However, Mexicans go to the polls on July 1st to elect a new President. The outgoing business-friendly administration of Enrique Peña Nieto continues talking with the US at this late stage of the campaign and may want to reach some kind of an agreement. Opinion polls suggest that Mexico's new leader will be Andrés Manuel López Obrador, or AMLO, a hard-left populist. AMLO said he would respect any deal, but if no agreement is achieved, he will go his own way. 

Therefore, the outgoing Mexican Administration has a short period to reach an agreement that would somewhat ease tensions and corner Canada. Yet if they stick to the trilateral NAFTA arrangement, and AMLO is elected President, the chances of successful deal continue falling.

July 1st is also Canada's Independence Day. Standing up for Canadians, as Trudeau stressed, may have a greater emphasis on this day.

3) China - July 6th

The most recent development is the American decision to tackle Chinese tech with tariffs worth $50 billion. China's response was swift and it announced countermeasures. Yet also here, the decision has not come into force just yet. 

The world's No. 1 and No. 2 economies have been in talks for quite some time. Back in May, US Treasury Secretary Steven Mnuchin told the press that trade wars had been put on hold. His soothing words were shattered by Trump which back-pedaled and took a harder stance. Nevertheless, China's offer to buy more American goods could resurface and kickstart fresh negotiations.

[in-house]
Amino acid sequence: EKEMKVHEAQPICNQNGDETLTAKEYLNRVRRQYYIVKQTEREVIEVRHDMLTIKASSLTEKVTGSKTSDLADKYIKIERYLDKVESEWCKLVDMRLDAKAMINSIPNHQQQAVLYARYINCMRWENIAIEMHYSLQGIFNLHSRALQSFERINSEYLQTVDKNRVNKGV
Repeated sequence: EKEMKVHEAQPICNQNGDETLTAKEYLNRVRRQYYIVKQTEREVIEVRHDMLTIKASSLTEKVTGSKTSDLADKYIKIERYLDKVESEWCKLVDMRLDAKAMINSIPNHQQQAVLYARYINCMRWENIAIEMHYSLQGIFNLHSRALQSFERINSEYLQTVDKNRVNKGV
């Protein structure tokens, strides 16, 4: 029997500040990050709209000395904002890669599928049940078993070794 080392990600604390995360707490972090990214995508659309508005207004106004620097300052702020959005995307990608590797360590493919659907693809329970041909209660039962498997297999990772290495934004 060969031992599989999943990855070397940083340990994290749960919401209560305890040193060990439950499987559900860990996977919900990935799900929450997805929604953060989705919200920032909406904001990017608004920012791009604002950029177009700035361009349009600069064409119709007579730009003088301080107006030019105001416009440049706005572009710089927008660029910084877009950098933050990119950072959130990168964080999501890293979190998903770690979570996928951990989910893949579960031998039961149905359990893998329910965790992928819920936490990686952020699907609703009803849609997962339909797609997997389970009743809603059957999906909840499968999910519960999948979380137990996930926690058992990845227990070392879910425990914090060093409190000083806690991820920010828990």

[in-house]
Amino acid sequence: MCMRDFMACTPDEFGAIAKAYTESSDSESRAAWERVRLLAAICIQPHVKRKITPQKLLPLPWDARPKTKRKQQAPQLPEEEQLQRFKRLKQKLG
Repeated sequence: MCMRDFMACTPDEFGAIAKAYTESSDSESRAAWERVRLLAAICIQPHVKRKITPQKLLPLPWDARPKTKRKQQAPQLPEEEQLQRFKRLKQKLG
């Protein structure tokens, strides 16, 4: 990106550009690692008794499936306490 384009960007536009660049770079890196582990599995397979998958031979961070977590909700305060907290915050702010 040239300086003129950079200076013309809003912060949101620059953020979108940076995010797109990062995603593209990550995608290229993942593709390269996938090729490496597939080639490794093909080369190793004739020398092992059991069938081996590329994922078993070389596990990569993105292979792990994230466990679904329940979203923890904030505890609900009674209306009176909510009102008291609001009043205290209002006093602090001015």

If not, the US tariffs will come into effect on July 6th, and China's counter move is due on the same day. A significant blow to trade between the two superpowers could cause a broader adverse effect on markets.


The global economy is still humming along quite nicely, but fears of a full-blown trade war are already causing some damage. We see some trade skirmishes or border clashes but no full-blown trade war quite yet. After the three dates mentioned here come and go with new tariffs, stocks could crash, and the safe-haven yen could soar while commodity currencies may plunge. 

Will it happen? We will know soon enough. 

Posted-In: FXStreetNews Forex Global Markets Best of Benzinga